A VW settlement of a class-action lawsuit involving drivers who bought or leased 2002 through 2006 Audi A4s, Cabriolets, or A6s with factory-installed CVTs in the U.S. received final approval by the U.S. District Court in Los Angeles. The lawsuit, Anna Sadowska, Yanick Godbout, and Tonya DenDekker v. Volkswagen Group of America, Inc., alleged manufacturing and design problems in the vehicles that caused transmission failure and left owners stuck with repair costs. The suit also alleged Audi was aware of the problems and hid them from consumers. Audi denied all allegations, but agreed to reimburse customers for certain repairs and costs. Audi drivers with certain CVT repairs occurring within 10 years or 100,000 miles, whichever occurred first, of the original sale or lease of the vehicle before June 19, 2013, are entitled to a cash reimbursement.
Read the Article *
View the CVT Settlement Website

10/2/13:  “Toyota unintended-acceleration lawsuit goes to jury”
Attorneys have finished their closing arguments in the $20 million bellwether lawsuit against Toyota Motor Corp. A jury is set to decide whether Toyota was negligent in not including a brake-override system on decedent Noriko Uno’s 2006 Camry which allegedly accelerated out of control and subsequently collided with a tree. Toyota attorney, Vincent Galvin, Jr., contended the fatal wreck was due to Uno mistaking the gas pedal for the brake pedal. The outcome of the case is expected to set the direction for hundreds of similarly-posed lawsuits against the automaker.
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10/1/13: “Hyundai to defer payments due from US government staff”
Hyundai will offer federal employees who are affected by the government shutdown a payment relief on their Hyundai vehicles “for as long as they are out of work.” Affected government staff looking to buy a new Hyundai will be given a 90-day payment deferral. Hyundai America CEO John Krafcik said, “Like we did almost four years ago when we launched Hyundai Assurance, this is our way of saying, ‘We’ve got your back’ during this uncertain time.”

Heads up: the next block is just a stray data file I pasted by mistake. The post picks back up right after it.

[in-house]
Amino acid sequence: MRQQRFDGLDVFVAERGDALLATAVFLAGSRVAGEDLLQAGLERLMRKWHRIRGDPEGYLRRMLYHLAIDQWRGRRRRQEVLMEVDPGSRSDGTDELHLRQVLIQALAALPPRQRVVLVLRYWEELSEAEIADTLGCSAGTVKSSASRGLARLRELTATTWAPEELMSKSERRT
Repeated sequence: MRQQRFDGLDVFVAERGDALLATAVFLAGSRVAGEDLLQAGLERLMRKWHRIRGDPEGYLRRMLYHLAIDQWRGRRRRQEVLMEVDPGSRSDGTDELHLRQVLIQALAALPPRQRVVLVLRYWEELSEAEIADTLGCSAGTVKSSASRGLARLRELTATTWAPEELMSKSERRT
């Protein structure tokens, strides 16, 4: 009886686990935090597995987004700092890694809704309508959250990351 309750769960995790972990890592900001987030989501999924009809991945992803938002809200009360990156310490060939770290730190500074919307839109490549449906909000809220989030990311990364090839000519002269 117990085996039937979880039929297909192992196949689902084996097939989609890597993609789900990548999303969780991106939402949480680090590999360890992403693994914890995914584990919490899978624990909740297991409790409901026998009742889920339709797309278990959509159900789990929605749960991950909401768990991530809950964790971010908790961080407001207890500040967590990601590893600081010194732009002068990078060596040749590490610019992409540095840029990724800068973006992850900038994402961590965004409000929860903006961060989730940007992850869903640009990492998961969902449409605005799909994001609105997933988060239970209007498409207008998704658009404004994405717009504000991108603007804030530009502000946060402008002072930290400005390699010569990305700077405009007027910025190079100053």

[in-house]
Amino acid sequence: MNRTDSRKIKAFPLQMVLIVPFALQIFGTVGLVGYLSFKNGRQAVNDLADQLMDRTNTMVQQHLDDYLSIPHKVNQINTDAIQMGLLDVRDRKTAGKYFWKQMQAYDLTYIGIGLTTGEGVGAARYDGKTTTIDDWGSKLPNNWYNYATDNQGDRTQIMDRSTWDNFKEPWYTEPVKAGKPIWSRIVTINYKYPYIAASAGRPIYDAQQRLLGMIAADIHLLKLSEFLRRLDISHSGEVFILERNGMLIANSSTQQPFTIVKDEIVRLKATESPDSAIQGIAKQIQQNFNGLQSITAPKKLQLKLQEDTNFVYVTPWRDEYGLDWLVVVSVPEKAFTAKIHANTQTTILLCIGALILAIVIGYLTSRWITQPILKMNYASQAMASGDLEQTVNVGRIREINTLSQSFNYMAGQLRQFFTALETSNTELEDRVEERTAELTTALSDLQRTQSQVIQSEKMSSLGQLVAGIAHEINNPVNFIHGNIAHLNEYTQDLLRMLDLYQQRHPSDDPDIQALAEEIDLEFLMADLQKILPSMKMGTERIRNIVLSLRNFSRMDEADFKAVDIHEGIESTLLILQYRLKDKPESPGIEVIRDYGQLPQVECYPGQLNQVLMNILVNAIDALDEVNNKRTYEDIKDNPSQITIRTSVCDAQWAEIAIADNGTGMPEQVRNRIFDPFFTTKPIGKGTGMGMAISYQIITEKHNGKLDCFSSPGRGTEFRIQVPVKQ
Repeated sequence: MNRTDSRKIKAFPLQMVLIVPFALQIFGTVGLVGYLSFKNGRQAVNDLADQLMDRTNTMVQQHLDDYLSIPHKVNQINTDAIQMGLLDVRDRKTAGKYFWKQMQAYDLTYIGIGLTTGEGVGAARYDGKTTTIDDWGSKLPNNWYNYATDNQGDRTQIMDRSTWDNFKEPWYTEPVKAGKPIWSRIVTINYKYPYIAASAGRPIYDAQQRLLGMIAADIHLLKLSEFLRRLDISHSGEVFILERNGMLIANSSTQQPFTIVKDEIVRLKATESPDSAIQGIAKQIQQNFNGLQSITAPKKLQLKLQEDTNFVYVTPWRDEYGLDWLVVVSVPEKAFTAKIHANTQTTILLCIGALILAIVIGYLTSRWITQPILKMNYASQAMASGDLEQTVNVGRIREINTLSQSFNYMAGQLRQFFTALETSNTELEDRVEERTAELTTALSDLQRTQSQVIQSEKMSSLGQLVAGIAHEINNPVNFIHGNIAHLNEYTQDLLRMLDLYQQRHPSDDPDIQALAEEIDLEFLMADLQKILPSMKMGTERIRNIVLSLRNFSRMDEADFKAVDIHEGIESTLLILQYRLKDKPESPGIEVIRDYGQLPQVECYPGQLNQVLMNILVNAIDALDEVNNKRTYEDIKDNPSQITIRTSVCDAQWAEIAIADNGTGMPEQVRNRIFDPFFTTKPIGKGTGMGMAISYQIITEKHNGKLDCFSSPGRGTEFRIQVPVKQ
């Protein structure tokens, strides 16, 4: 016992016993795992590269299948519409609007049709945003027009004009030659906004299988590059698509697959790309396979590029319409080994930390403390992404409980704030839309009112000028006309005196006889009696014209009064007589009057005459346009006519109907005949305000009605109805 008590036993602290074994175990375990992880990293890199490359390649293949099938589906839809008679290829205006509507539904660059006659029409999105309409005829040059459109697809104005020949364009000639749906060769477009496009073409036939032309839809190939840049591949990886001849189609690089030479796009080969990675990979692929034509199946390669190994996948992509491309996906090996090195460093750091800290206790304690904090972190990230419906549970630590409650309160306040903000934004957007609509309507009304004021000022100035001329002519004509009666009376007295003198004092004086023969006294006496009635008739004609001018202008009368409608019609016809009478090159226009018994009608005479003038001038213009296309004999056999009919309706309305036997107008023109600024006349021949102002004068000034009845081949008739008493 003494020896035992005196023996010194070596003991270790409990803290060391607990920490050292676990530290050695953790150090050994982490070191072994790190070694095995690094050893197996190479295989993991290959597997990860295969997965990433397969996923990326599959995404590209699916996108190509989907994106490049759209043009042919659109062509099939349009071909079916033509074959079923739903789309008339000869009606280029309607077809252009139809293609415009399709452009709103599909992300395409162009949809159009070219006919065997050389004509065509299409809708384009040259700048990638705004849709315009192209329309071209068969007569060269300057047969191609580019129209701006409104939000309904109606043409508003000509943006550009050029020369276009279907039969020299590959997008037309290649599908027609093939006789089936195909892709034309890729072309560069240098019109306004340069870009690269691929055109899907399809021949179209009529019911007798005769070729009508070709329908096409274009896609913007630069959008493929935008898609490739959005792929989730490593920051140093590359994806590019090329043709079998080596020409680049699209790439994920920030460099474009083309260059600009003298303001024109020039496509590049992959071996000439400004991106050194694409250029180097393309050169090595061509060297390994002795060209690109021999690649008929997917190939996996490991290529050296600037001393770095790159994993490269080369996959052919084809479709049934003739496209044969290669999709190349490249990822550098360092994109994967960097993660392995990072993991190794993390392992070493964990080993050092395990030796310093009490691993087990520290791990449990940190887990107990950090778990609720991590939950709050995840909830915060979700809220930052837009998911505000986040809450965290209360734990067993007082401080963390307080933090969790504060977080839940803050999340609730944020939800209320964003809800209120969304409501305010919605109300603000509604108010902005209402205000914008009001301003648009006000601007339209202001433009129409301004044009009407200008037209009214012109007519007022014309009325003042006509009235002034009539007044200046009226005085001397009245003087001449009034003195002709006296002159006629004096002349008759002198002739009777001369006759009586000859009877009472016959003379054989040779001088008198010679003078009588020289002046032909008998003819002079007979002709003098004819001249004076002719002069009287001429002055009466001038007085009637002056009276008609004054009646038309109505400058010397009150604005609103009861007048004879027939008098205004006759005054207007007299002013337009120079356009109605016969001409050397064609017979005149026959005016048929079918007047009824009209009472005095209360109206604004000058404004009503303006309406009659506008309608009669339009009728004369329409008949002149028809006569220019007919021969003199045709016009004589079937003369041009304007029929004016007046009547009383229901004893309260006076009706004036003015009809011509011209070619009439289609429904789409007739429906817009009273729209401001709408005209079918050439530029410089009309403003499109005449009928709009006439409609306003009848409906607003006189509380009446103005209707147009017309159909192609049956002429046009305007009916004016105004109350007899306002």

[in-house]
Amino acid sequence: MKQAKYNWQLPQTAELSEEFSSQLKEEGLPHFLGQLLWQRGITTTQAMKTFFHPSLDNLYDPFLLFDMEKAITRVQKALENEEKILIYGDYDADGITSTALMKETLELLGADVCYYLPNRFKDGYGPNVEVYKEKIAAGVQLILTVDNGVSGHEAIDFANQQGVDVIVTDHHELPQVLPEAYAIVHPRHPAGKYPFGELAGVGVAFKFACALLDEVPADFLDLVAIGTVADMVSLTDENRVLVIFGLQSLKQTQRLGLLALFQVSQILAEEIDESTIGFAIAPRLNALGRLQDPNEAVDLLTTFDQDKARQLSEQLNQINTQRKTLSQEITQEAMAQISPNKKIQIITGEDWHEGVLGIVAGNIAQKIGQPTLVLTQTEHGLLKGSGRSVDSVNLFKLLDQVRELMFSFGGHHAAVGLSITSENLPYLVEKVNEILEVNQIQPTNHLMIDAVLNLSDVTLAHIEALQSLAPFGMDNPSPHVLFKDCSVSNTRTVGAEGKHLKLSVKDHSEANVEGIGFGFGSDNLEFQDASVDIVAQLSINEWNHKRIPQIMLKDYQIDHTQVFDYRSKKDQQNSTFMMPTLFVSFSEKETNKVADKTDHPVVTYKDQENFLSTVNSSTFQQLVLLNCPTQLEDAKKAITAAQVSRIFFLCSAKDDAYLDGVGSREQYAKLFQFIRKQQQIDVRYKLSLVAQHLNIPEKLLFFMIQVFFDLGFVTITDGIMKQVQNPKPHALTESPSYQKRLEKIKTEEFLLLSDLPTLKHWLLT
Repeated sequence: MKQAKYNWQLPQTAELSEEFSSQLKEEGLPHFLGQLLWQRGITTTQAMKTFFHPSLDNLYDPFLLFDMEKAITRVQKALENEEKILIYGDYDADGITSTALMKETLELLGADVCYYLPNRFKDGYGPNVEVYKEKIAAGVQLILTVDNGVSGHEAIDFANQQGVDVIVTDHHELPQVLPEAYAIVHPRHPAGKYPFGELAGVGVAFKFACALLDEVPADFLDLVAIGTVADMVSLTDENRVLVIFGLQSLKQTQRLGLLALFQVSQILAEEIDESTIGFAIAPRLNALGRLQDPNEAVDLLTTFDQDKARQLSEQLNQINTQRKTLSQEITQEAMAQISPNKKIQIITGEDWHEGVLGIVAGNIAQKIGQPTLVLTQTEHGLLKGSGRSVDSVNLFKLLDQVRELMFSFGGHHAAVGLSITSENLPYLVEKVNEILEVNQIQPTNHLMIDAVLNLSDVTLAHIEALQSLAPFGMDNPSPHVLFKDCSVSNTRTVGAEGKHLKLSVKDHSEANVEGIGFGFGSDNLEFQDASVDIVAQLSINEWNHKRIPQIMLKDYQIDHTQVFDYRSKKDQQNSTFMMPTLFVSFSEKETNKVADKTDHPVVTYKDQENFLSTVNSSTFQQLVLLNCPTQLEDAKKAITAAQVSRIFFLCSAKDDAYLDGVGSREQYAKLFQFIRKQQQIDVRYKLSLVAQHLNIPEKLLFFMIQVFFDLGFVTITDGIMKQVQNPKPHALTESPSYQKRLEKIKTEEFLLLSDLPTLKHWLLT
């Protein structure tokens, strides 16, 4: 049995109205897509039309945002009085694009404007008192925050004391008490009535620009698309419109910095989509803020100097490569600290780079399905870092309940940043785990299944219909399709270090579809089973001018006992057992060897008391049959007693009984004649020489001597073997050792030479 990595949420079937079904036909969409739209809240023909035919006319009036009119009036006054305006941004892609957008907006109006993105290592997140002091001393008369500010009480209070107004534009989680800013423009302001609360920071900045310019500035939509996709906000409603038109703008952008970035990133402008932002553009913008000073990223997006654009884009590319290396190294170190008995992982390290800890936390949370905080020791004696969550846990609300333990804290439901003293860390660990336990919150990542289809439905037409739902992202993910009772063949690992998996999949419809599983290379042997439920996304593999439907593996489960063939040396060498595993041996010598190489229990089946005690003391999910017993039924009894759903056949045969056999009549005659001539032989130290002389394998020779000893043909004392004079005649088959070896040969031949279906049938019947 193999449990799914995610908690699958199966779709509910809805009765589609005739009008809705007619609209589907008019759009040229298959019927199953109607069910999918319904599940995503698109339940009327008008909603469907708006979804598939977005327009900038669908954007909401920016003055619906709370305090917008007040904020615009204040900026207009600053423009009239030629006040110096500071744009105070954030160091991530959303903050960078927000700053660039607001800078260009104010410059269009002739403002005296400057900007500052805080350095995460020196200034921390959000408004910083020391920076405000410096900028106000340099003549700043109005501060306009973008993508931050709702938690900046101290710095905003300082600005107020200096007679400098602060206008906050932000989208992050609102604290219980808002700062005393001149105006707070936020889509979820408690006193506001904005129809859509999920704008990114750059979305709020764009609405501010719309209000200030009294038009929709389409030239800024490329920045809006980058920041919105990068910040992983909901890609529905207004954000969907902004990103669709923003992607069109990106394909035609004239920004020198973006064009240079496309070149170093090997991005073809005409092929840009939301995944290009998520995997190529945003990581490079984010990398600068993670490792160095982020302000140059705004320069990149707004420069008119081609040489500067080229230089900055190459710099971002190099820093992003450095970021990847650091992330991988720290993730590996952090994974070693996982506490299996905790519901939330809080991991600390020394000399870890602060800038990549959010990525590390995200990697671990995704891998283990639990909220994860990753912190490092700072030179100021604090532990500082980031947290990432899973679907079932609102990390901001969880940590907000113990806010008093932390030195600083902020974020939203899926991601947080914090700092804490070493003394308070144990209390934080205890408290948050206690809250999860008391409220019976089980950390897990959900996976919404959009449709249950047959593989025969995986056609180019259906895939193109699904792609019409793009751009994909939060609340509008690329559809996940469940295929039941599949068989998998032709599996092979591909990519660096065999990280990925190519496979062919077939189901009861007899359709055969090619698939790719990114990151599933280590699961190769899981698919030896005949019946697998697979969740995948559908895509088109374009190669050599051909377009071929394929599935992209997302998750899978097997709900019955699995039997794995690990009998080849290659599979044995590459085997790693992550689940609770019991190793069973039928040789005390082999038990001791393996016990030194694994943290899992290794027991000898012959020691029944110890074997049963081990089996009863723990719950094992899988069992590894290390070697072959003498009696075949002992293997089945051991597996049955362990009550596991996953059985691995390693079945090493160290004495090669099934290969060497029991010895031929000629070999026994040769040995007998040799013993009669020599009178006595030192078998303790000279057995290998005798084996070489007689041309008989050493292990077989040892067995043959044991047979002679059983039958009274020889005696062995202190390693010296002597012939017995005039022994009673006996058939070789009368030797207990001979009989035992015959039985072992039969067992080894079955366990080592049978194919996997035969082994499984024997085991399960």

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10/1/13: “Justice Department Continues to Pursue Auto Parts Price-Fixing Indictments”
Nearly two dozen companies and executives have been charged in a multi-year Justice Department investigation into auto parts price-fixing. Just last week, Panasonic executive Shinichi Kotani was indicted for allegedly conspiring to fix prices for switches and steering sensors sold to Toyota Motor Corp, while G.S. Electech executive Shingo Okuda was found to have engaged in a conspiracy to rig bids and fix prices of speed-sensor wire assemblies installed in antilock brake systems. In total, the cases have accumulated more than $1.6 billion in fines. Private litigation based on similar allegations proceeds in federal court in Detroit against more than a dozen manufacturers.
Read the Full Arent Fox Article

9/27/13: AutoTrader Group Inc. v. Visa Inc. et al.
Autotrader Group Inc. filed a lawsuit against Visa, Inc. et al. alleging MasterCard and their member banks fixed prices by restricting competition between the Visa and MasterCard networks and between banks that issue Visa and MasterCard payment cards. Plaintiff further alleges defendants conspired to monopolize the payment card and payment card services markets and to illegally fix, raise, and maintain, through the use of anti-steering restraints and anti-competitive practices, the credit card interchange fees.

9/26/13: “9 Auto Parts Makers Plead Guilty to Fixing Prices”
Nine Japanese automotive suppliers pleaded guilty to conspiring and fixing the prices of auto parts sold in the U.S. and abroad. Hitachi Automotive Systems and Mitsubishi Electric Corp. are among the companies that pleaded guilty and will have to pay $740 million in criminal fines. The investigation, which the Justice Department said was the largest criminal antitrust probe it has launched, involved more than a dozen separate conspiracies, 30 different kinds of parts including seatbelts, radiators, windshield wipers, and air-conditioning systems, and $5 billion in sales to GM, Ford, Chrysler, Honda, Mazda, Mitsubishi, Nissan, Subaru, and Toyota. So far in the investigation, 20 companies and 21 executives have been charged – and all but four of the 21 executives have either been sentenced to prison or entered into plea agreements. All together, the accused have paid more than $1.6 billion in fines.
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9/25/13: “DOT sued over delayed backup-camera mandate”